PV Equipment Installation & Panelboard

Picture of Installation

I'm new to the forum and I'm trying to locate within the NEC article sections that would permit this type of installation. The installation was around 2015, so the relevant codes would be either NEC 2011 or 2014.

This is a PV installation that I randomly came across and was very curious about it. I haven't seen a installation like this before. The panelboard on the right is mounted about 8 feet AFF from the bottom of the panelboard which is connected to PV inverters via wire trough. This is on the top floor of a 5-story college parking deck.

The panelboard isn't readily accessible and the highest position of the breakers cannot be greater than 6'-7". This only thing that comes to mind and I'm still looking into it, is that the panelboard and distribution breakers are considered to be local disconnecting means same as if you would place a disconnection switch on a piece of equipment mounted at great heights.

I'm still reading the code book to obtain the series of articles that would allow this install and so far I'm a little stuck and thought this would be a good topic for discussion.
 
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tortuga

Senior Member
Location
(44.057116, -123.103394)
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field supervisor
Hi we cant see the picture it wants a password, try attaching it directly?
Are you asking if anything in the code would exempt overcurrent devices from 240.24(A) and allow them to be in excess of 8 feet off the finished floor?
The disconnecting means for a PV system has to be 'readily accessible' 690.13(A).
 

jaggedben

Senior Member
Location
Northern California
Occupation
Solar and Energy Storage Installer
Assuming you're asking about what would allow the breakers to be above 6'-7" it may be that someone thought Exception 4 applied to 240.24. There's a similar exception to 404.8. Can't tell how sensible that would be without knowing if the inverters are 'adjacent' to it.
 
I'm new to the forum and this is my first post. Seems that I don't have an option to insert an image directly to the thread. The insert image and insert media icon only allows me to enter an URL to the image. I'm not sure if this has something to do with me being new here because I've seen other threads that people have directly attached images.
 

Carultch

Senior Member
Location
Massachusetts
I'm new to the forum and this is my first post. Seems that I don't have an option to insert an image directly to the thread. The insert image and insert media icon only allows me to enter an URL to the image. I'm not sure if this has something to do with me being new here because I've seen other threads that people have directly attached images.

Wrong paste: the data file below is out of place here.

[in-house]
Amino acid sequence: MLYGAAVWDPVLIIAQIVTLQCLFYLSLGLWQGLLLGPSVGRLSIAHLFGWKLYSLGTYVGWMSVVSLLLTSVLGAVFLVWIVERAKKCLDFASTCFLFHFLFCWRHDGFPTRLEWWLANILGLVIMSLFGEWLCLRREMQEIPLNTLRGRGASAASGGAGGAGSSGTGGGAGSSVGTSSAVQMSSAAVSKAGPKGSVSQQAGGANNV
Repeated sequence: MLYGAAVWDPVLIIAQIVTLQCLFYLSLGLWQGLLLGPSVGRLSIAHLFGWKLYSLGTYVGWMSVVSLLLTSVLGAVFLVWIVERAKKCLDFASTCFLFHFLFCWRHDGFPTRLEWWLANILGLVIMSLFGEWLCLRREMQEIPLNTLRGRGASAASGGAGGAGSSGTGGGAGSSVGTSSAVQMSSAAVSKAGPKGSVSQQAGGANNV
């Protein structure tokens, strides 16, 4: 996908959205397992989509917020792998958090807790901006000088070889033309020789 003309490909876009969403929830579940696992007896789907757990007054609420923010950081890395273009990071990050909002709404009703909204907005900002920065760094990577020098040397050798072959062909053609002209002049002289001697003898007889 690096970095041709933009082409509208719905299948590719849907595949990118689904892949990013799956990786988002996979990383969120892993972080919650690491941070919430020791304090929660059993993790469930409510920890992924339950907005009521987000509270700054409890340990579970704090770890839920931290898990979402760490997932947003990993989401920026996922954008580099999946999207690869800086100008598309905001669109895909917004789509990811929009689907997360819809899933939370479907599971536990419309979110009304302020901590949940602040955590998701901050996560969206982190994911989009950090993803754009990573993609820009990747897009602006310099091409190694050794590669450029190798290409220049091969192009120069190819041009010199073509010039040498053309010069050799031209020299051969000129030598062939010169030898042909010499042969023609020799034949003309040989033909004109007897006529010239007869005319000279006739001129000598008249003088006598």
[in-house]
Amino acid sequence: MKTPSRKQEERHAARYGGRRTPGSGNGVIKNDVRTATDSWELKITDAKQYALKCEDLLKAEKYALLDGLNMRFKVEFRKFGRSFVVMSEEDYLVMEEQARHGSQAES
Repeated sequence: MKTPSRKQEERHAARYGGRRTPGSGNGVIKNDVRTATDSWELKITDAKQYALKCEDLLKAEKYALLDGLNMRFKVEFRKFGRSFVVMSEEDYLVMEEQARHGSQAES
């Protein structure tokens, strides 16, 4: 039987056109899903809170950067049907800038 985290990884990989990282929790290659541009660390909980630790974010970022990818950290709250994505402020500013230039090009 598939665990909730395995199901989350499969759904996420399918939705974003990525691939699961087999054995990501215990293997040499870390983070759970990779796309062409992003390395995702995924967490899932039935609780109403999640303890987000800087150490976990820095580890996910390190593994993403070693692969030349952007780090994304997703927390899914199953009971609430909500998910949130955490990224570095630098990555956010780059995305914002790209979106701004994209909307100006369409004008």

Follow this screenshot to upload images that you have saved on your computer, provided they are in a GIF or JPG format. I'm not sure what other formats it accepts, such as PNG, but those two are the most common. You can also paste images, that you currently have on your computer's clipboard, as I have done to insert this picture.
1610506133522.png
 
I was able to upload the image now. Originally, I did not have this ability, but I do now. I only had the linked URL option.

Now that I can share the photo. I'm still on the fence on how the NEC would allow this. I feel that Article 404.8 for working platform would allow it and then this would take care of Article 690.13(A). I want to bounce this off others to see if this is the right way of thinking or if there maybe be other ones I haven't thought of.

The other reason I can possible think of is there was a variance allowed because the parking deck was an existing structure and its not possible to give dedicated electrical space on the floor.
20201213_154102.jpg
 

tortuga

Senior Member
Location
(44.057116, -123.103394)
Occupation
field supervisor
Interesting install, thanks for the photo.
Assuming you're asking about what would allow the breakers to be above 6'-7" it may be that someone thought Exception 4 applied to 240.24. There's a similar exception to 404.8. Can't tell how sensible that would be without knowing if the inverters are 'adjacent' to it.
Yeah that's interesting so if the equipment in this case the inverters are allowed to be up there then the panel is per the item (4) in 240.24.
The disconnecting means for a PV system still has to be 'readily accessible' 690.13(A), however perhaps possibly they achieved that with some sort of remote shutdown?
 
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